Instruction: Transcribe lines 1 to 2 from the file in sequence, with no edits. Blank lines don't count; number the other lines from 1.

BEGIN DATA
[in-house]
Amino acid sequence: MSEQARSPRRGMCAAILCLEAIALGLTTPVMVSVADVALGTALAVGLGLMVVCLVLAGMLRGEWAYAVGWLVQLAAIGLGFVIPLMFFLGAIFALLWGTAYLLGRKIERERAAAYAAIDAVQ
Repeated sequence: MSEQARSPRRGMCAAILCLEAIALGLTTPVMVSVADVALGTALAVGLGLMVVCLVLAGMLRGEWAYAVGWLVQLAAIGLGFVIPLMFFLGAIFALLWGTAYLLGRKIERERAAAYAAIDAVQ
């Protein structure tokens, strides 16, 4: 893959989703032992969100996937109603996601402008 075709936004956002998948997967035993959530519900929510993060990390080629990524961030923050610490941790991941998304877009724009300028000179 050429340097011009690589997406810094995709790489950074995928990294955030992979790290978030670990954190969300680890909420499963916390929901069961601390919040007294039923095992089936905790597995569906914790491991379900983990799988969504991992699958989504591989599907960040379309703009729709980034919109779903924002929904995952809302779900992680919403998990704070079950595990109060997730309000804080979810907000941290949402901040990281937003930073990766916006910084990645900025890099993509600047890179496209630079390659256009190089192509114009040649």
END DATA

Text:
[in-house]
Amino acid sequence: MSEQARSPRRGMCAAILCLEAIALGLTTPVMVSVADVALGTALAVGLGLMVVCLVLAGMLRGEWAYAVGWLVQLAAIGLGFVIPLMFFLGAIFALLWGTAYLLGRKIERERAAAYAAIDAVQ